Make us your home page

Today’s top headlines delivered to you daily.

(View our Privacy Policy)

Readers' challenge: Make this column funnier

When I was the judge of a weekly newspaper humor contest in the 1990s, part of my job was to give readers an example of a potentially winning entry for each new competition. You might think that I'd be the best person to come up with jokes that would impress the judge, who was me. But I wasn't. Week after week, the eventual winning entry was better than my example had been.

One week, for instance, the contest was to write a riddle that is answered by a painful pun on someone's name. My example was:

Question: In the world of nudists, who represents Everyman?

Answer: John Q. Pubic.

Not bad. But not as good as the reader-submitted winner:

Q: Who wrote The Hatchback of Notre Dame?

A: Victor Yugo.

This was 1996, but I realize now that, even then, long before the advent of Wikipedia, I was seeing a primitive, proto-Internet phenomenon at work. When an audience of thousands descends as one on a challenge, the Hive Mind goes to work and produces something better than the sum of its parts. Good ideas rise to the top like cream — or in the case of my particular tastes in humor — like bubbles in a septic tank.

Basically, I know that every one of my columns could be made funnier if first submitted for improvement to the Hive. This comes as a ... stinging realization.

Of the roughly 379,502 words I have assembled into 22,712 sentences in 11 years of column writing, I have reluctantly concluded that only a single line — a hyphenated dependent clause published on Dec. 18, 2005 — is so good it cannot possibly be improved upon. It was in a column about a plumber who saved Thanksgiving by abandoning his fancy tools that hadn't worked; he stood over my clogged toilet like a colossus, plunging it madly with all his might, turning himself into a human piston. The plumber, I wrote, was a modern-day John Henry, "a stool-drivin' man."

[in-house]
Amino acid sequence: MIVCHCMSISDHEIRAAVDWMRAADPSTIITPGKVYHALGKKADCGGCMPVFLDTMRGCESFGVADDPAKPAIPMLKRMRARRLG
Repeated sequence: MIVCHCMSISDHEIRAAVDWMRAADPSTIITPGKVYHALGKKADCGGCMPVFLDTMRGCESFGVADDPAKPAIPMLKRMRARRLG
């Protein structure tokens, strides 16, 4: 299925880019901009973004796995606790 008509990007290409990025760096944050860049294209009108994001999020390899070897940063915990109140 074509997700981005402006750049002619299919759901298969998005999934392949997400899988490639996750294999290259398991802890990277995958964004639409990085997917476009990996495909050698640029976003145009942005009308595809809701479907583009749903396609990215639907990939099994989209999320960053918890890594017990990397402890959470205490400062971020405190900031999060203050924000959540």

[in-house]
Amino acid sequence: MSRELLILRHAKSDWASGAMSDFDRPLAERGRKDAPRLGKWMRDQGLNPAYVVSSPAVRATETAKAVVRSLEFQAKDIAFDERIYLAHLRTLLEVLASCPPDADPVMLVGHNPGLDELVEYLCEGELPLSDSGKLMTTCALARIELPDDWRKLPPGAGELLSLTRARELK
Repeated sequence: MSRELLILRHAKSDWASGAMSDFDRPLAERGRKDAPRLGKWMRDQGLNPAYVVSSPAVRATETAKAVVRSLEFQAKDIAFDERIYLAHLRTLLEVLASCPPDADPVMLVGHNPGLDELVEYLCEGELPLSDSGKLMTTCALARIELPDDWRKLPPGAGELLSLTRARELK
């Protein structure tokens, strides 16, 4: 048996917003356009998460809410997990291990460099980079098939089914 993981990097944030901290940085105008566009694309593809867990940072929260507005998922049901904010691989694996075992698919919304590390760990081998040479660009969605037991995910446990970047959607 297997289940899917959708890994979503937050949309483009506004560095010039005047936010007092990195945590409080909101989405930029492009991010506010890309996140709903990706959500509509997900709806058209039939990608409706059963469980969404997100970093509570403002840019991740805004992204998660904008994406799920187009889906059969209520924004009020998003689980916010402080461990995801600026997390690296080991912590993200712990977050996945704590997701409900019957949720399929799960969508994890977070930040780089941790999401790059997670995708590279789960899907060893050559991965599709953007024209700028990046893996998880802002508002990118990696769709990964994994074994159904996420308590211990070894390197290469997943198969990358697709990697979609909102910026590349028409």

Other than that line, my oeuvre is pretty much hackwork when compared with the theoretical possibilities of the Hive.

This is dangerous self-awareness for a humor writer. As any standup comic can tell you, humor requires a swagger. If you don't think you are the funniest guy in the room, before you say a word you're already toast. Wry toast.

I deal with this problem the same way I deal with most of my shortcomings: by fearlessly confronting the painful truth, and then denying it flatly. Sometimes, very flatly. For example, I do not have good muscle tone, in the sense that if I were hit in the belly by a line drive, the ball would comfortably nestle in, like a fetus. But in my mind, I'm a stud: My middle is as gutless as a fish fillet — cartoonishly flat, like Dagwood Bumstead's.

In the same vein, I continue to believe I'm the funniest guy in the room. Sure, it's delusional and obnoxious, but, hey, I'm a writer, not a comic. I can't hear you boo, so there's nothing you can do about it.